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By the time you leave you will have lots of friends to play volleyball with.” In week one, Kaplan learned all thirty-five of our names.Some of us used the list to start playing on our own, and by the fall, we had formed a tight group of friends who played together weekly.They are confident about how to use the space, what’s available, and how to connect with content of interest.But there are many casual and infrequent visitors who would like to participate but don’t know how to start.Visitors come in the door knowing who they are, but they may not know what content is of greatest interest to them.This inattention to visitors’ unique needs inordinately affects people who are unfamiliar with cultural institutions—visitors who are still learning to decode what a museum experience is all about.Almost a year later, I still play volleyball and socialize with many of these folks.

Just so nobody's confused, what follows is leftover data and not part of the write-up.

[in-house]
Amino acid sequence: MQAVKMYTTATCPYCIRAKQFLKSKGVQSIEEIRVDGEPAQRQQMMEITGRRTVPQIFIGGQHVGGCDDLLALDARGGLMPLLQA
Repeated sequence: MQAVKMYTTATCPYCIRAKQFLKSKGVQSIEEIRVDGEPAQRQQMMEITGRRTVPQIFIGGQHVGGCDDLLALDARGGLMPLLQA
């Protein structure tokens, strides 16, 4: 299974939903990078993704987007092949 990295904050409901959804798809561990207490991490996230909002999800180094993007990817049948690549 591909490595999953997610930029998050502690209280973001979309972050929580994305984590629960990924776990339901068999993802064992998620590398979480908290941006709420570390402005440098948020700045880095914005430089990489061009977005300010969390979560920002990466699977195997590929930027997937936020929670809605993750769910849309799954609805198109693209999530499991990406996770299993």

Expert visitors and staff already know how to play.

While staff members and community members developed the initial , 36% of visitors who were aware of the campaign cited it as influencing their decision to visit.

These museum trails were accessible and relevant to people because they started with who they are, not what the institution offers.

These people need friendly hosts like Phil Kaplan who can respond to them personally and help them find the activities, information, and people who will be most relevant to their needs.

By welcoming people personally and responding to their specific interests, you can foster an environment in which everyone will feel confident and energized about participating with your institution and with each other.

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